|Total Suspended Solids (TSS) (mg/L)||Geometric mean ≤ 50||Geometric mean ≤ 35.||≤ 150.|
|BOD5 (mg/L)||Geometric mean ≤ 50||Geometric mean. ≤ 25|
|COD (mg/L)||≤ 125.|
|Residual Chlorine (mg/L)||As low as practicable||< .5.|
3. Coast Guard Policy With Respect to MARPOL Annex IV and the Revised Effluent Standards
Although the United States is not a party to MARPOL Annex IV, a U.S.-flagged vessel engaged in international voyages may still be required to comply with its provisions if the vessel operates in the waters of a port State that is a party to Annex IV. The Coast Guard has developed guidance and policies in order to address the potential for adverse port State control actions against U.S.-flagged vessels operating overseas. (This guidance also accords reciprocity to foreign-flagged vessels subject to Annex IV while operating in waters subject to the United States' jurisdiction.) See Navigation and Vessel Inspection Circular (NVIC) No. 1-09 (June 23, 2009); available in this docket.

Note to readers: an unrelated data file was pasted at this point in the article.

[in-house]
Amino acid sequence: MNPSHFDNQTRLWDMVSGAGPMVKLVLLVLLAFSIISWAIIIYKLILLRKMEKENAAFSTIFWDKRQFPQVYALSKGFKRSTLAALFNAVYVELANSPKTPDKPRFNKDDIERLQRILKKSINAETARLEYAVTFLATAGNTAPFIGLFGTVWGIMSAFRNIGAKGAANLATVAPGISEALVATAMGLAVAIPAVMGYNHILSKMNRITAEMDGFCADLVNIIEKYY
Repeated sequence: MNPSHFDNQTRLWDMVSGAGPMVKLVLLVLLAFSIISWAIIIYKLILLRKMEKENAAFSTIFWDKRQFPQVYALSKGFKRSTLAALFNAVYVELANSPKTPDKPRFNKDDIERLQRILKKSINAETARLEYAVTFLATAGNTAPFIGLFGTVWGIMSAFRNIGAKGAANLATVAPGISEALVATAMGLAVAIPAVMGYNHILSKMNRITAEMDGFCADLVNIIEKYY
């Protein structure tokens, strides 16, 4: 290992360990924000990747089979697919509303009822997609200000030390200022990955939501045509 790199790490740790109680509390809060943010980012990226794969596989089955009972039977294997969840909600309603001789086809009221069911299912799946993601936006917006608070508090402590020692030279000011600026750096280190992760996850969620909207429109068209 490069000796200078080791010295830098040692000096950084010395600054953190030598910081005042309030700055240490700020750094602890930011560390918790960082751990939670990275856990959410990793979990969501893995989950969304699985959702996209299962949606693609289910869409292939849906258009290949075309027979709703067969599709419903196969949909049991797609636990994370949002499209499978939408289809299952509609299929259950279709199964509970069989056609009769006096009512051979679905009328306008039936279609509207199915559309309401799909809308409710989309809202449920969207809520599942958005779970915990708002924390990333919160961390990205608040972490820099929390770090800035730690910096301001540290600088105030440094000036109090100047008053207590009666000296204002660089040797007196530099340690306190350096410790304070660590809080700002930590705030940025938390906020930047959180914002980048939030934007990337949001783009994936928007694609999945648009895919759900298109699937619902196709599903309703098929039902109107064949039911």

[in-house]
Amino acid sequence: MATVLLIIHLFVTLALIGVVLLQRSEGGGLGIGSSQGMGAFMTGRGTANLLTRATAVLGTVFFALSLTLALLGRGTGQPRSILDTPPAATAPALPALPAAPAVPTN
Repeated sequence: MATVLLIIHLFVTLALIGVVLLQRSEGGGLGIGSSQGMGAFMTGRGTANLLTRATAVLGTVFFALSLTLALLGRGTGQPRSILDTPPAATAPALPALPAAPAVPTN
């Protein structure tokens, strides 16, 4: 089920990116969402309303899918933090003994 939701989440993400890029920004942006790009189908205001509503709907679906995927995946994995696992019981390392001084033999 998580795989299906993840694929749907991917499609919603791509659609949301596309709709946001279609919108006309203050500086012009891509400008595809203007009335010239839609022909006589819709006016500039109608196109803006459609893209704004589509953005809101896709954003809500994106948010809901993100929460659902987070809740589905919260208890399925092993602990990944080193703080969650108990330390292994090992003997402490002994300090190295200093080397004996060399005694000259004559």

Because the United States is not a party to MARPOL Annex IV, the Coast Guard cannot issue an ISPPC to domestically-flagged vessels, and instead issues a Statement of Voluntary Compliance (SOVC). U.S.-flagged vessels engaged in international voyages with sewage treatment devices that comply with Annex IV standards may be eligible to receive a SOVC. This certificate, issued by the Coast Guard or an Authorized Classification Society, demonstrates voluntary compliance with the revised Annex IV standards and testing requirements. While U.S.-flagged vessels are not required to obtain an SOVC, these vessels must still be able to demonstrate compliance with Annex IV while engaged in international voyages, or risk being detained overseas when operating in waters subject to the jurisdiction of parties to Annex IV.
The Coast Guard's policy outlined in NVIC No. 1-09 also notes that Coast Guard-certified Type II MSDs that are installed on or after January 1, 2010, and are unable to meet the revised Annex IV standards for STPs may still qualify as sewage comminuting and disinfecting devices under Annex IV, provided that the vessel is equipped with a satisfactorily sized storage tank. However, this may mean that some U.S.-flagged vessels utilizing Type II MSDs will be unable to discharge treated sewage effluent within three nautical miles of land where the port State is a signatory to MARPOL Annex IV.
B. Certain Alaska Cruise Ship Operations